War is almost always multi-causal and requires careful examination of the historical legacy of past events and decisions, the balance of international economic and military power, the configuration of domestic politics, domestic political culture, and domestic political institutions, the personalities of leaders, and, yes, public opinion. BTW it’s no accident that I listed public opinion last.


    1. When people you know – acquaintances, colleagues, relatives – people you know in person scream into your face “I hope you are wiped off the face of the Earth by a nuclear bomb!” it’s hard to see them as victims. This is a true story. Back in 2014, my father’s lifelong Russian friends told him they were burning his books because he’s from Ukraine. These books are completely apolitical. They are about the beauty of nature and his love of Borges and Cortázar. What needs to happen to a person to do something like this to a friend? Or to scream “I wish you were dead”?

      Last week, a friend I’ve known since age 11 insistently mocked me, literally laughed at me, when I was grieving the destruction of my city. I wasn’t even addressing her personally. I posted on FB and she started showering me with mocking messages. It’s hard to see such people as victims of anything.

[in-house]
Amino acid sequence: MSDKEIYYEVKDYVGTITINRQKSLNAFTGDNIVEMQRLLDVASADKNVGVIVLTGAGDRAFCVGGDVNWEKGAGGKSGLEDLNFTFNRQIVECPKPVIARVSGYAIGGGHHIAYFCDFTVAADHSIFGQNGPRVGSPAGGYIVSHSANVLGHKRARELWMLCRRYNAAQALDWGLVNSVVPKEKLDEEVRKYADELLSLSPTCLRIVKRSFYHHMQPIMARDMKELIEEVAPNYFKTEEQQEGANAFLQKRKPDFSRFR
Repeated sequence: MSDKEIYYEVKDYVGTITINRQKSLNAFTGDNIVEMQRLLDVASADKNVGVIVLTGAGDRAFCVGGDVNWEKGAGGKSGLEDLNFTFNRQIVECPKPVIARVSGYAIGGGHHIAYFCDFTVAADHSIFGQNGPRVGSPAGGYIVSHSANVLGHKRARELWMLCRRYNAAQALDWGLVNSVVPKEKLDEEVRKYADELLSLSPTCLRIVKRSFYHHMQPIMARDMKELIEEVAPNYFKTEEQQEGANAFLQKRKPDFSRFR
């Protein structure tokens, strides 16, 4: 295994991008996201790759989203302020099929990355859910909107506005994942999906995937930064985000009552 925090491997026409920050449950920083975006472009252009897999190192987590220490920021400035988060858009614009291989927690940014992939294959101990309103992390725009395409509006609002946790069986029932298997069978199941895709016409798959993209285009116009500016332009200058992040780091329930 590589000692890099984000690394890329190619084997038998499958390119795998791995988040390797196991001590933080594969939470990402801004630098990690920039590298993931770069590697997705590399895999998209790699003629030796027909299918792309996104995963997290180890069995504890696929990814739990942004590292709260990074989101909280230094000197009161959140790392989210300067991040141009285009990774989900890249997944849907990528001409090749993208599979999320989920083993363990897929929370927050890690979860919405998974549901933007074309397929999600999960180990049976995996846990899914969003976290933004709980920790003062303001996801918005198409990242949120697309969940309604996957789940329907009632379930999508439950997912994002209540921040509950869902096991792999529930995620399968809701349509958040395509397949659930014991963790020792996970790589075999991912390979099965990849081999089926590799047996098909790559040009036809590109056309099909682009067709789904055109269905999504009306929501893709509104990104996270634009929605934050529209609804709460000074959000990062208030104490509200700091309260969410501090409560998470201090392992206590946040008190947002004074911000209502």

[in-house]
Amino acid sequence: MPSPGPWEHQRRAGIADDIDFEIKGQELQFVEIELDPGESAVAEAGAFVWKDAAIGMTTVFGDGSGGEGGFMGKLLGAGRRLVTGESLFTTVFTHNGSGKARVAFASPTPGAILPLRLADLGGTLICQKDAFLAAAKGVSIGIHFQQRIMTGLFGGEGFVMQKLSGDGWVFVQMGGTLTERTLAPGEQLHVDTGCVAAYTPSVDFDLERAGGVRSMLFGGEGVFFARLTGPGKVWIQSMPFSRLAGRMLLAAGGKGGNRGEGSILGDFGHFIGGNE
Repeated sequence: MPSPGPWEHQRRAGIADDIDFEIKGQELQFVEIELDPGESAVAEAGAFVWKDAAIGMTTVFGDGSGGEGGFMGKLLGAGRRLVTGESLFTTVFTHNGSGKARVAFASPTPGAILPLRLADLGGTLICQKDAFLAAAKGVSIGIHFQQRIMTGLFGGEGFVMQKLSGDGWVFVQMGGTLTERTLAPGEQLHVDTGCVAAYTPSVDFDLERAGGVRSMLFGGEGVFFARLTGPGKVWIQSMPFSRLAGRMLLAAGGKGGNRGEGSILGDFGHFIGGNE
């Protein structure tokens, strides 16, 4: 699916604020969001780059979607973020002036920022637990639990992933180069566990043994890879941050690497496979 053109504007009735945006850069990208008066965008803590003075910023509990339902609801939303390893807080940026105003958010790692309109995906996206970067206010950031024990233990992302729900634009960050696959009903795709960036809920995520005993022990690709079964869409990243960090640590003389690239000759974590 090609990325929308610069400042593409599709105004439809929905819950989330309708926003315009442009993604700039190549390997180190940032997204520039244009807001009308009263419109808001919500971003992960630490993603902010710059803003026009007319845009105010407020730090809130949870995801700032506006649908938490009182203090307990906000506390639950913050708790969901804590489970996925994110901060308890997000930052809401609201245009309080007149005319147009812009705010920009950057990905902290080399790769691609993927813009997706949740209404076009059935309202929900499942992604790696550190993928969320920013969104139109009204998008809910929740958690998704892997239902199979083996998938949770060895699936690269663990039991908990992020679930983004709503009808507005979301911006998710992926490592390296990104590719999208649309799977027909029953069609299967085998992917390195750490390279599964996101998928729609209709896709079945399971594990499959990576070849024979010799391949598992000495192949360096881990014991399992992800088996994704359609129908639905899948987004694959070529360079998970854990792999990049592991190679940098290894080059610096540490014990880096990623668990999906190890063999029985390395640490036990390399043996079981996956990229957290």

Liked by 1 person

      1. “it’s hard to see them as victims…”

        Yes it’s hard. But there it is. In the end, what else is there?

        An admittedly weak analogy – do I blame the public opinion constructed by millions of basement-hiding cowards for our neverendum plague lockdowns? Yes, to some extent. But I know where the responsibility lies for their opinions. They weren’t born cowards, they were led in that direction by more powerful forces.

        The rest of the world has skin in this conflict too as we would all like to avoid nuclear incineration and at the end of the day if peace is to be made here it will have to be with our enemies.

        Please, I’m not trying to school you on how you should feel or think about this. And, you know I oppose without any reservation the Russian invasion of Ukraine and the atrocities that have been visited on its innocents.

        Liked by 1 person

  2. “I know you’d never support this atrocity.

    And, I thank you for that!